Didn't affect my performance of duty in the least. Not for a second.

I know. [img]http://uumor.pair.com/nutalle2/peanutallergy/frown.gif[/img]

I'm still having a very hard time with all this. It's so disappointing. Regarding "duty" ...

...from here: [url="http://uumor.pair.com/nutalle2/peanutallergy/Forum7/HTML/001824.html"]http://uumor.pair.com/nutalle2/peanutallergy/Forum7/HTML/001824.html[/url]

[i]But mostly I feel sad disappointment right now. I tried to fully "embrace my role as teacher" to the School District... to show them how to apply the 504 law. And, if receiving the Designation is the criteria, then I succeeded.

But I still haven't fully accepted my parental role as the SD's teacher without feeling angry and bitter. Angry because of the administration's resistance to learn and give it the attention that it deserves. Bitter that it took so much out of me and away from my life, my family. This became a power struggle, parent verses administration, and it should not have.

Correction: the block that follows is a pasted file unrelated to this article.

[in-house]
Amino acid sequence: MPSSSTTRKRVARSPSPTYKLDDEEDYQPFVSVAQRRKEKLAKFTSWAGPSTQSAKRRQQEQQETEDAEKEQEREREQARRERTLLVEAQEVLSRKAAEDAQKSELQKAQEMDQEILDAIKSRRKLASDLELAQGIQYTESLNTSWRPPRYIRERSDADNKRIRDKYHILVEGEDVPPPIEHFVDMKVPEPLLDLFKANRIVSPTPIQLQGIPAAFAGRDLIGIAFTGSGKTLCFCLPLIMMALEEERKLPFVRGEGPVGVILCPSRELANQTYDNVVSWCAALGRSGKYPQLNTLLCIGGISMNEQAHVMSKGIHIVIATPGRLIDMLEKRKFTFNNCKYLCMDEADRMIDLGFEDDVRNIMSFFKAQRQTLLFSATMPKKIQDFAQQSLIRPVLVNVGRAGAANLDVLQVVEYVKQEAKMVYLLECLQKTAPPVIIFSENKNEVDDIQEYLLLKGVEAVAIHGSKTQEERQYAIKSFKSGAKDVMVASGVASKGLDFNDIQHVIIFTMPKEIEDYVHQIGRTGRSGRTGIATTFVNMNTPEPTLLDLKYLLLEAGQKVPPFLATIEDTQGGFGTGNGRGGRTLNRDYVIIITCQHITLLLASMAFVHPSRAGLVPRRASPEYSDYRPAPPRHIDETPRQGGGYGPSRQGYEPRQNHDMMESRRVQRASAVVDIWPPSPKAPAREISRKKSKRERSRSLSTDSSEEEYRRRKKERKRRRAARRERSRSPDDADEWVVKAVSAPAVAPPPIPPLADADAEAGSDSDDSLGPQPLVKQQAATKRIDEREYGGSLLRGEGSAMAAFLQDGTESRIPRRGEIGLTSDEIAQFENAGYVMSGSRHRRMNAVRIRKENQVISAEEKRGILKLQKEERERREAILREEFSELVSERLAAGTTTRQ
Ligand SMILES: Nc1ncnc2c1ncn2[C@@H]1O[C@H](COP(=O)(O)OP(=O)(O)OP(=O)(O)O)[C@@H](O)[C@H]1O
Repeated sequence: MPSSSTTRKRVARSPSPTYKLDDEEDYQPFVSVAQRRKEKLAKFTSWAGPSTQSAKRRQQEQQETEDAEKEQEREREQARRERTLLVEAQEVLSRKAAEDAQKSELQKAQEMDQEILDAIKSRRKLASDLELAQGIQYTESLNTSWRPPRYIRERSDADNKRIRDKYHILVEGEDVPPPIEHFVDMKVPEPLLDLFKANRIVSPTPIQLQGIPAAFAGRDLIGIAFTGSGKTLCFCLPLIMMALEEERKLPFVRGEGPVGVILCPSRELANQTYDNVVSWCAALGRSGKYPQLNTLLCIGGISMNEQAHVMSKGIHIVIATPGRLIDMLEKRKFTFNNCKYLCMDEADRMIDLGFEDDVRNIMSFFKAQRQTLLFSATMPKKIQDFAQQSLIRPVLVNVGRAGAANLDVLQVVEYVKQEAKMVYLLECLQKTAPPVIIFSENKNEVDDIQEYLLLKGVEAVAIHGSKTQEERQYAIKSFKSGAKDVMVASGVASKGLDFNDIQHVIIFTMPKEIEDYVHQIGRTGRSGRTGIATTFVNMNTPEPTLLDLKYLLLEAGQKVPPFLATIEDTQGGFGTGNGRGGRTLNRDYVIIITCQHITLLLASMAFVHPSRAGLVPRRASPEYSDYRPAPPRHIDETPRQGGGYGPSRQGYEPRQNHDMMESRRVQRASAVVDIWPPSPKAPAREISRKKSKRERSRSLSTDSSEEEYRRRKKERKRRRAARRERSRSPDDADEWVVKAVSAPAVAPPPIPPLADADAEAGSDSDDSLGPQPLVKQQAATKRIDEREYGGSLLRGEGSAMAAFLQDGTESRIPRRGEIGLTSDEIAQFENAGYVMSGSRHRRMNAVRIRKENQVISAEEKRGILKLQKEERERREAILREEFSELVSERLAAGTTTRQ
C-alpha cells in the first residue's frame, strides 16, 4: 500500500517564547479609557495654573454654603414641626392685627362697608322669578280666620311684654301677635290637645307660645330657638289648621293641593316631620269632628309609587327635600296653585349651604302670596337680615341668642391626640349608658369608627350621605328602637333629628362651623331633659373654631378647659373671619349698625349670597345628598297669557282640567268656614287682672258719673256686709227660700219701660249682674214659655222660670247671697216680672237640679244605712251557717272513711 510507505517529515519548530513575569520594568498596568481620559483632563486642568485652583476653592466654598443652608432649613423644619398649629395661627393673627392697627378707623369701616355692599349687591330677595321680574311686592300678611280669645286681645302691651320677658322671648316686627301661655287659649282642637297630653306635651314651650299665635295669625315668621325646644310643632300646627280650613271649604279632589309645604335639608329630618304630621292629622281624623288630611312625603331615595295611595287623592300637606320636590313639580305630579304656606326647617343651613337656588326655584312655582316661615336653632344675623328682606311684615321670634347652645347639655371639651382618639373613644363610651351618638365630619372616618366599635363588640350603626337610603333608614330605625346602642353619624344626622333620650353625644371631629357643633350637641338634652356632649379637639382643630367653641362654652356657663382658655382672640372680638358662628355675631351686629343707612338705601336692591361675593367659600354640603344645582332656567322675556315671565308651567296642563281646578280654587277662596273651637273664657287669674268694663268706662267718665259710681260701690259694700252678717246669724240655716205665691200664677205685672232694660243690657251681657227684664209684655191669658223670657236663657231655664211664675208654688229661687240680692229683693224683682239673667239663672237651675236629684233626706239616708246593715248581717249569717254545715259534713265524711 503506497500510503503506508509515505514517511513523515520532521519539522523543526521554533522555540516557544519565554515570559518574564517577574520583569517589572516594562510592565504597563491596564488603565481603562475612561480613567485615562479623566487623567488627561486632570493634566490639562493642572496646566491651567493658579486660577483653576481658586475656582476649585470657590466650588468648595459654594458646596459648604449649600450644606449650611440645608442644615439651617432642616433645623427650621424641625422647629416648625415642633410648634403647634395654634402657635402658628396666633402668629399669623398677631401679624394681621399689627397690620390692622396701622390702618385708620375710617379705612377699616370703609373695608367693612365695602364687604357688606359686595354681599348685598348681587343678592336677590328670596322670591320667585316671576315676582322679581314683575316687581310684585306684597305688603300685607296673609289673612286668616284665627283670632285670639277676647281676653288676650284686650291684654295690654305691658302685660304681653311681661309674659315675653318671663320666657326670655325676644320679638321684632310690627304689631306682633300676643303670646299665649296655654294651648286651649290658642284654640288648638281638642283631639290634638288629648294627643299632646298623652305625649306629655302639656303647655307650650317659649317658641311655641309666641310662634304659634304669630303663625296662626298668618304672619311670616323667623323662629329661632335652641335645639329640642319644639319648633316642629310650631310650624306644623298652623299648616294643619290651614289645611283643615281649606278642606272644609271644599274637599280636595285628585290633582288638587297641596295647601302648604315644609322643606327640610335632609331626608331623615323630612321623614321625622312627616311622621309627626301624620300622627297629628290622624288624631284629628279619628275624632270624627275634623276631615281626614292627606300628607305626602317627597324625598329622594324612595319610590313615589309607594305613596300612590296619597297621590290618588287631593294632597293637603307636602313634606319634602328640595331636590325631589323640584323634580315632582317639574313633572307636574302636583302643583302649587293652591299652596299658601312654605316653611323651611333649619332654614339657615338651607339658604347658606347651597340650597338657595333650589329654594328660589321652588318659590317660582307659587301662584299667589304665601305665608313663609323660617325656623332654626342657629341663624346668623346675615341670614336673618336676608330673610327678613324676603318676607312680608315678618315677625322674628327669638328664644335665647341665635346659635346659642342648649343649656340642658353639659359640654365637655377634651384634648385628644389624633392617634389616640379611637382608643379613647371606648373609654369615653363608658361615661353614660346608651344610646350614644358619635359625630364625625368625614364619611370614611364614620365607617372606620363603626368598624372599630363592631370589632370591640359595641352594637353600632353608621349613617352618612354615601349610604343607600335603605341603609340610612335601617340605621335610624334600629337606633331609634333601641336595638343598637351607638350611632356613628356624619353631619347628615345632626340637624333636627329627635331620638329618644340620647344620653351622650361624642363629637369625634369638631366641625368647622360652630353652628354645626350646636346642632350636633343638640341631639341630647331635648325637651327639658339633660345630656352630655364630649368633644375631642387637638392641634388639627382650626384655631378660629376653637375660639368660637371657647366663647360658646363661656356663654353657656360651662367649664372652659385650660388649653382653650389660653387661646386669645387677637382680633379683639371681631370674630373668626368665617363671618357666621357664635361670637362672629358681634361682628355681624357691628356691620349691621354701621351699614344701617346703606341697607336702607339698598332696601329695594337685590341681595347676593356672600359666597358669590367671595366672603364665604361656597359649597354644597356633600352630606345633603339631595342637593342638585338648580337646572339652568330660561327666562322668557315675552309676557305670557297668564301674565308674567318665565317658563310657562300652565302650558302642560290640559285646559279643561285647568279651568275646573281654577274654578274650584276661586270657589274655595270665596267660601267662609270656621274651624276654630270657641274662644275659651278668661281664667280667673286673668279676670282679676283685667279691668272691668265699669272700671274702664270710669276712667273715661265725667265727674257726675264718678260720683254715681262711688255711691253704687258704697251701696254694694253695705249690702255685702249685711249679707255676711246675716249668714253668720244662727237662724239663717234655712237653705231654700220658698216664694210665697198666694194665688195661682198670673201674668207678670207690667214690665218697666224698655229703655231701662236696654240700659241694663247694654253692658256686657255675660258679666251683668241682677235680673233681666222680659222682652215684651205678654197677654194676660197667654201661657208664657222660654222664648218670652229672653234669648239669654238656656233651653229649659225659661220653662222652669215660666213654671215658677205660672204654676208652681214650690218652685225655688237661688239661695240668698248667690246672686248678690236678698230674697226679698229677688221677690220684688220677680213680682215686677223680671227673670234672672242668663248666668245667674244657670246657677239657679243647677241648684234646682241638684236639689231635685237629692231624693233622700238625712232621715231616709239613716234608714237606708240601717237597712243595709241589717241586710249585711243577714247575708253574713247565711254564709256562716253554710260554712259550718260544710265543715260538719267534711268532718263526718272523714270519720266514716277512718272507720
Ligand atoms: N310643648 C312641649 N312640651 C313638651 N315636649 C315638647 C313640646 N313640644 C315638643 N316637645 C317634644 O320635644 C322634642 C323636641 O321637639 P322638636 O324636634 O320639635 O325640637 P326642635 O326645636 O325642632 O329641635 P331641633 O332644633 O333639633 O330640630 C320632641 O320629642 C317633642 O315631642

I get it philosophically, that my husband and I have the [b]duty[/b] to do whatever it takes, but it shouldn't have to be this way. I'm relieved to have the designation. But I'm profoundly disappointed about the process. There is something wrong here.[/i]

[This message has been edited by Gail W (edited May 21, 2005).]

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By ryan's mom on Sat, 05-21-05, 22:26

I believe one of my personal fave quotes originated from the mouth of former President Ronald Reagan: "Trust, but verify."

I believe this applies to the 504 concept.

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By Gail W on Sat, 05-21-05, 22:30

Quote:Originally posted by ryan's mom:
[b]"Trust, but verify."[/b]

[img]http://uumor.pair.com/nutalle2/peanutallergy/smile.gif[/img]

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By Gail W on Sun, 05-22-05, 12:59

Recap:

Myth #1: Requesting a Section 504 will label me as a "difficult parent" and the School District won't want to work with me.

Myth #2: It is better if the school staff find me to be cooperative and likeable. It's better to avoid conflict with staff because if the staff doesn't like me, my child may not be treated as well by the staff.